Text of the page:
€4.5m spent on commercial hotels for housing homeless families in first six months of the year
There are now 1,122 homeless children in Dublin - over double the amount of last year
Published 21/07/2015 | 15:37
Dublin city council spent over €4.5m on hotels to house homeless families in the first six months of this year, according to new figures released yesterday.
Hotel use for housing families has increased dramatically in the last number of years, as more families continue to present as homeless with less places to house them.
There was €5.3m spent throughout the whole year in 2014 on commercial hotels, and just €1.4m spent in 2013.
There were 531 families with 1122 children homeless in Dublin in June - more than double the amount of the same time last year.
Almost €46m was allocated for this year alone by Dublin City Council to cover all types of homeless accommodation - including hostels and supported accommodation as well as commercial hotels.
Lisa Kelleher of the Dublin Regional Homeless Executive said the increased use of commercial hotels is to stop families from having to sleep rough.
"We continue to expand and implement measures to respond to the housing needs of homeless households.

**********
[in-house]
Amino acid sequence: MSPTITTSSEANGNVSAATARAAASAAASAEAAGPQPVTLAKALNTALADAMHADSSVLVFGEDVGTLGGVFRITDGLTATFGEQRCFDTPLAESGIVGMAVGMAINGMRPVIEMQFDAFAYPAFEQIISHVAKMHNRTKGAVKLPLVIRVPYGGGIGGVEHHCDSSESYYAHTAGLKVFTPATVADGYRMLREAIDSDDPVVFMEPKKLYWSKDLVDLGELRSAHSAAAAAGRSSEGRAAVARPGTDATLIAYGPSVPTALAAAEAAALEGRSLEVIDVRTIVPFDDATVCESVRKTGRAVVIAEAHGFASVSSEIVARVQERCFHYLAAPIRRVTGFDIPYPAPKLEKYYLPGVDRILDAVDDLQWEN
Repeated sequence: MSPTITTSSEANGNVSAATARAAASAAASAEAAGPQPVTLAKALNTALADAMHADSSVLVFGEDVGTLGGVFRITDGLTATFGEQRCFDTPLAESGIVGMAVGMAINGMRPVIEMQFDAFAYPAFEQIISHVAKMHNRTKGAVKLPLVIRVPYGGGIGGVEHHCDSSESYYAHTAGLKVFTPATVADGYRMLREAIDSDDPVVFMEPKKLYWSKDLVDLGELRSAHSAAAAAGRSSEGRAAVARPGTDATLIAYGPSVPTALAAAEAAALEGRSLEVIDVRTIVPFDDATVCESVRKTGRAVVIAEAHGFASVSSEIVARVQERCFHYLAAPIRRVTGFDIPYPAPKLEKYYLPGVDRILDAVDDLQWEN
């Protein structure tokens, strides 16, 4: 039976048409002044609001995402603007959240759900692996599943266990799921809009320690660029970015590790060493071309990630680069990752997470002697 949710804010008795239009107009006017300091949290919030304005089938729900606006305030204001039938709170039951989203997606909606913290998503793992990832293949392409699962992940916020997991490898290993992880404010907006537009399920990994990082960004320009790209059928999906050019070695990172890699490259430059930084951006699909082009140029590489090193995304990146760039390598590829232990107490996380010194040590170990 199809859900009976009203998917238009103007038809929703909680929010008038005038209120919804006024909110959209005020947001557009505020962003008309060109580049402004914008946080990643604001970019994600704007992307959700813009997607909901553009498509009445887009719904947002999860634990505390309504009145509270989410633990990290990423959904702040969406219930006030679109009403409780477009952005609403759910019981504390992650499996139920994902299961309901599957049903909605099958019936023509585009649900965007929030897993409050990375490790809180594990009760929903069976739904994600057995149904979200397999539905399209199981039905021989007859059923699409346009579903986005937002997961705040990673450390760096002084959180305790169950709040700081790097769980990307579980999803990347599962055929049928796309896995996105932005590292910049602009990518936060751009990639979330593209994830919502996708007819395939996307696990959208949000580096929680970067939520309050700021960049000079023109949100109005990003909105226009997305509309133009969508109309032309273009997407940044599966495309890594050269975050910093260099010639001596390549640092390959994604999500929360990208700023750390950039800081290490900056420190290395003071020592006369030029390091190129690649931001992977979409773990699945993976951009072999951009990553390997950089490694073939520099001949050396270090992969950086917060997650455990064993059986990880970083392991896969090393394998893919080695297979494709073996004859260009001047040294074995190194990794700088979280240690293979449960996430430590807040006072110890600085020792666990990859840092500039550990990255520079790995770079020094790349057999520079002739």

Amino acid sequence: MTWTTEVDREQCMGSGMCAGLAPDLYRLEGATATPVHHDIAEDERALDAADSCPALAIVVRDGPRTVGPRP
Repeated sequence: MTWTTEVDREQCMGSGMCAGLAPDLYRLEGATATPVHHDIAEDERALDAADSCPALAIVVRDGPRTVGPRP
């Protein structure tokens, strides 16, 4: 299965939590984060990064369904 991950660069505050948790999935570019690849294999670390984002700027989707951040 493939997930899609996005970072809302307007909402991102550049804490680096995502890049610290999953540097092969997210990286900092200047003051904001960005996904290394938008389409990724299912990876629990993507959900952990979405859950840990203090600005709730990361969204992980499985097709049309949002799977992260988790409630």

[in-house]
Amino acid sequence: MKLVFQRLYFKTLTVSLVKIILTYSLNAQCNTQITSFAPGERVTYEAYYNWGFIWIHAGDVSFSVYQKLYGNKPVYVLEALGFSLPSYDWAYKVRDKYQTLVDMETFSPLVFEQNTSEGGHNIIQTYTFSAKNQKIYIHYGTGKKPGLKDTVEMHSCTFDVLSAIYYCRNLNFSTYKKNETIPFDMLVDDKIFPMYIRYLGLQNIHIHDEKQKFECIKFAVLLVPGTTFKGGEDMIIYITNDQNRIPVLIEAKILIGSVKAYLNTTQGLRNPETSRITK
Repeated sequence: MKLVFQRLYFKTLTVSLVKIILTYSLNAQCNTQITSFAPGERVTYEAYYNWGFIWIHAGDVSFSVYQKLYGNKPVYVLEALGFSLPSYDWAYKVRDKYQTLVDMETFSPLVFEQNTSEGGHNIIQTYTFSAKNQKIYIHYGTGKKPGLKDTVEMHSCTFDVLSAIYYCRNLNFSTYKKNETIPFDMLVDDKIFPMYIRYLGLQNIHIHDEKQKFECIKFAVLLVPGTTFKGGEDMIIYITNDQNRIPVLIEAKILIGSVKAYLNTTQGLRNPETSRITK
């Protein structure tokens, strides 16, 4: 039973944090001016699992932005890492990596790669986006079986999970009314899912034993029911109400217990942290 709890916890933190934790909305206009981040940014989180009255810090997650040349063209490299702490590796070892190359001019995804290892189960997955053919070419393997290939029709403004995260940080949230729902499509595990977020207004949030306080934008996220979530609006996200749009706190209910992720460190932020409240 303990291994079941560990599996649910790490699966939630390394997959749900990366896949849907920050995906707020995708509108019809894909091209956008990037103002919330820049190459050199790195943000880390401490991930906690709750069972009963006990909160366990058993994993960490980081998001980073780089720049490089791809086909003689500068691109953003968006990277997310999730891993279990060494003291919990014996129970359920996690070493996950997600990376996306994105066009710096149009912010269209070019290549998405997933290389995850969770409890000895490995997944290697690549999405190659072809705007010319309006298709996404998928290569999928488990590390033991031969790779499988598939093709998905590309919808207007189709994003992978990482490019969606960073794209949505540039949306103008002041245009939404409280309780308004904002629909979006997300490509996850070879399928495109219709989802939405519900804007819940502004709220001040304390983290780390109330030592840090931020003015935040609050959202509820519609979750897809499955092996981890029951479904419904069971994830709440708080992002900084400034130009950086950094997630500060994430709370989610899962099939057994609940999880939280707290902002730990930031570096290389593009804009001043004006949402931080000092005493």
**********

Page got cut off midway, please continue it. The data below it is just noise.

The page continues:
"However the significant challenge remains that the level of families presenting to homeless services is not keeping a pace with the number of families that are moving out of homeless services and back into independent living," she said.
Commenting on the figures, Sinn Féin City Councillor, Daithí Doolan, said the budget for homeless services is “a lifeline to families facing homelessness on a daily basis in Dublin”.
“Without these services many families, including children, would simply not survive homelessness,” said Cllr Doolan.
Two weeks ago Dublin City Council announced a €18.5m shortfall in their yearly budget for homeless services. If the shortfall isn’t addressed councillors warn that services could halt near the end of the year.
Doolan and other councillors, led by Lord Mayor Críona Ní Dháiligh, have requested a meeting with Environment Minister Alan Kelly to address the issue, but as of yet no solution is forthcoming.
“By not meeting with Dublin City Councillors this Government plunge these essential services deeper and deeper into crisis,” said Cllr Doolan
“These services may not operate after October unless the €18.5m shortfall is found.”
A spokesperson for Department of the Environment that they were engaging with the council at a senior level to address the shortfall.
“For this year, Dublin City Council sought a homelessness allocation of €55 million at a time when they already knew that the national allocation was €55 million,” said the spokesperson.
“If their request had been acceded to, no other city, town or county would have received any allocation. That was clearly not a tenable option.”